I ahu mai te whāinga o The Māori Record (1904-1907) i te ‘hiahia kia whakatakoto i ngā whakamau, i ngā hiahia me ngā wawata o te iwi Māori ki mua i ō rātou hoa Pākehā’ (Huitanguru, 1906: 1). Ko te whāinga o te pepa ko te kimi tautoko mō ngā whakamau o te Māori i te hapori Pākehā. Ko te tokomaha tonu o ngā kaiwhakawhiwhi ko ngā roia me ngā kaiwhakawā rānei o Aotearoa. He kaha te whakahē o The Māori Record i ngā kaupapahere whenua Māori o Tā James Carroll me tana kāwanatanga.
I utua ngā putanga tuatahi, pēnei i Te Puke ki Hikurangi, e te ariki wahine o te Wairarapa, a Niniwa-i-te-rangi. I utua ngā putanga o muri mai e Rangi Topeora, Kuini Wī Rangipupu (Mrs R S Thompson), me Wikitōria Taitoko. I whakatikaina The Māori Record e R S Thompson, i hokona ā-marama mō te 3 kapa ia kape, ā-tau rānei mō te 12 hereni me te 6 kapa, he mea utu tōmua.
Mai i te Ākuhata 1906, kei roto i te kara ko: Ka aroha hoki ngā Māori o Aotearoa, he wā anō he tangata nō Peretania, he wā anō he tauiwi noa, kei te āhua tonu o te kaingākau, o te pohewa rānei o tō rātou kāwana Peretania – GORST. Ko tēnei kara nō Gorst, te Kaiwhakawā Noho o mua o Waikato i te wā o ngā Pakanga Whenua o 1860, he mea whakaahua i te wairua o te niupepa me tana kaupapa o te whakanoho i te Māori ki tō rātou ake whenua. Ka kōrero te niupepa mō ngā rēti ka utua e te Māori mō tō rātou ake whenua pērā i ngā tāngata katoa o Peretania, engari hoki kāore rātou i whakawhiwhia ki te taitara hei āwhina i a rātou ki te kohi moni, ki te kohi pūtea āwhina mai rānei i te Kāwanatanga, hei whakawhanake i tō rātou whenua kia pāmu whai hua.
I muri i te hia tau, i mutu The Māori Record. I te pānui etita i te putanga whakamutunga i puta te kōrero: ‘Ina titiro whakamuri ki ngā tau e rua kua pahure ka kitea te pikinga o te āhua o ngā kaupapa whakahaere i ngā whenua Māori....Ko tā mātou kī noa iho, kua āwhina te RECORD ki te whakatinana i taua huringa' (Hune, 1907:99).
E hiahia ana te Puna Mātauranga o Aotearoa ki te mihi ki a Gail Dallimore mōna i tuku kōrero mai i whakamahia i roto i ngā tuhinga roa mō ngā niupepa Māori.
The aim of The Maori Record (1904-1907) came from ‘an earnest desire to place the grievances, desires and aspirations of the Maori people before their European fellow-subjects’ (February, 1906: 1). The paper's purpose was to generate support for Māori grievances from the Pākehā community. Many of the subscribers were members of the New Zealand Bar and judges. The Maori Record is critical of Sir James Carroll and his Government's Māori land policies.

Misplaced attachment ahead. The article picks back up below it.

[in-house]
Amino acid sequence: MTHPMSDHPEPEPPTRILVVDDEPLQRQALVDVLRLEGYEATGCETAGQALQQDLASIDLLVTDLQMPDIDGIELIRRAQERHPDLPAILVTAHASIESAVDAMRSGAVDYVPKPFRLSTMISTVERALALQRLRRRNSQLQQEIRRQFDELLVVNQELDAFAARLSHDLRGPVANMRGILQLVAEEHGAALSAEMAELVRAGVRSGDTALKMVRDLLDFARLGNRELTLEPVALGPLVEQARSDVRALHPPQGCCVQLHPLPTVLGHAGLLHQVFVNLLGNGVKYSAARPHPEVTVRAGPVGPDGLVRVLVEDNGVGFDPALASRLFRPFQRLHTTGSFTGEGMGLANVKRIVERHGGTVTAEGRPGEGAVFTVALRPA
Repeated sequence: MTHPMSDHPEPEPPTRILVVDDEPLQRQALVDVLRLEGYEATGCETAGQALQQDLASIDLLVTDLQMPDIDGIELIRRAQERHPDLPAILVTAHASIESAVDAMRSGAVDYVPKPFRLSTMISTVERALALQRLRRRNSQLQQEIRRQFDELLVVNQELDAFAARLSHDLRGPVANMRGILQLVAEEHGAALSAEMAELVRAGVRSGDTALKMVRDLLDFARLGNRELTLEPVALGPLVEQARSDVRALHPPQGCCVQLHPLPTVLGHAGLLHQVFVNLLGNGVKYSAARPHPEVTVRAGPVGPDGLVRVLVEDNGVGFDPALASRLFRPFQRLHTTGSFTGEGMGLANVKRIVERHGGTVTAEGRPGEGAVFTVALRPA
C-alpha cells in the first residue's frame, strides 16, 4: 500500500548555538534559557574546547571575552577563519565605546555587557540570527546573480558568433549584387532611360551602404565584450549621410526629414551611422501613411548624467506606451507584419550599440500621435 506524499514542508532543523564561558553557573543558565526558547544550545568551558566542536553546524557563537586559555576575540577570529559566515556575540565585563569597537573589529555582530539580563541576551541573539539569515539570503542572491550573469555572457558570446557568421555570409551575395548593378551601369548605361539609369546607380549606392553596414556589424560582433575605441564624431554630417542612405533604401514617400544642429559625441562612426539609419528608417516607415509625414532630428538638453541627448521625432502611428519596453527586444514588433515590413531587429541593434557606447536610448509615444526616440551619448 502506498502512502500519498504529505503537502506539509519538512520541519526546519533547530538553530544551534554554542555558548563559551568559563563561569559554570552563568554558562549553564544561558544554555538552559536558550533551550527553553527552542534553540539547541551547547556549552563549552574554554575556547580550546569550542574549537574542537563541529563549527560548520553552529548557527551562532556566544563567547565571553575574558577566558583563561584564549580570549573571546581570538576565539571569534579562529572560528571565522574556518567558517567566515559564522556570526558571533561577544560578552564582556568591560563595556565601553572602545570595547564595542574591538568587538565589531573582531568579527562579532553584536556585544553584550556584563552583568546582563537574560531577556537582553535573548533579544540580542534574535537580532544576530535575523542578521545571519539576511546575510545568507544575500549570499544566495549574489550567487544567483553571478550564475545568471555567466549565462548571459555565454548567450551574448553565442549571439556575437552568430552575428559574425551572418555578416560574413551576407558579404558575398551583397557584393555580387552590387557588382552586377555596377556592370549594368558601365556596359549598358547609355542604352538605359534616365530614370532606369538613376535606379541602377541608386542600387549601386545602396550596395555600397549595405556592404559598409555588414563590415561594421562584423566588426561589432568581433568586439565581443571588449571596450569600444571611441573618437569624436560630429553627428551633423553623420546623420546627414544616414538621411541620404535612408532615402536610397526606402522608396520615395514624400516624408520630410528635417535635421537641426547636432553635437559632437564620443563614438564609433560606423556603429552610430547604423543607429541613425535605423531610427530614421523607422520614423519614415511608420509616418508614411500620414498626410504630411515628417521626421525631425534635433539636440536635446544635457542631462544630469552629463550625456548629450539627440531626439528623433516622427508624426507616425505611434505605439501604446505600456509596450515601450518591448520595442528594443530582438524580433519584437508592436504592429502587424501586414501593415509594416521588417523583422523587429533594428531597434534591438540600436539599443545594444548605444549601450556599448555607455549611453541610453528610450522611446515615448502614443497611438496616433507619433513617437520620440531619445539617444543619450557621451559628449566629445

The first issues, like Te Puke ki Hikurangi, were funded by the Wairarapa chieftainess Niniwa-i-te-rangi. Later issues were funded by Rangi Topeora, Kuini Wi Rangipupu (Mrs R S Thompson), and Wikitoria Taitoko. The Maori Record was edited by R S Thompson and was issued monthly at 3 pence per copy or 12 shillings and 6 pence per annum payable in advance.
From August 1906, the banner includes: It is the peculiar misfortune of New Zealand natives, that they are alternatively treated as British subjects, or as foreigners, according to the interest or caprice of their British rulers – GORST. This banner by Gorst, the former Waikato Resident Magistrate during the 1860 Land Wars, sums up the tenor of the paper and its theme of settling Māori on their own land. It refers to Māori people being charged rates for their land as were all British subjects, but at the same time not given clear title by which to raise money, or subsidies by Government, to develop their own land into productive farming units.
After several years, The Maori Record ceased. The editorial in the last issue notes: ‘Compared with two years ago the proposals for the administration of Maori lands are much improved....All we claim is that the RECORD has assisted in working the change’ (June, 1907: 99).
The National Library would like to thank Gail Dallimore for providing information used in essays about Maori newspapers.
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E hiahia ana Te Puna Mātauranga o Aotearoa ki te whakamoemiti ki te Department of Computer Science, University of Waikato, mō rātou i āwhina i te whakamamatitanga o tēnei taitara.
The National Library would like to thank the Department of Computer Science, University of Waikato for their assistance in the digitisation of this title.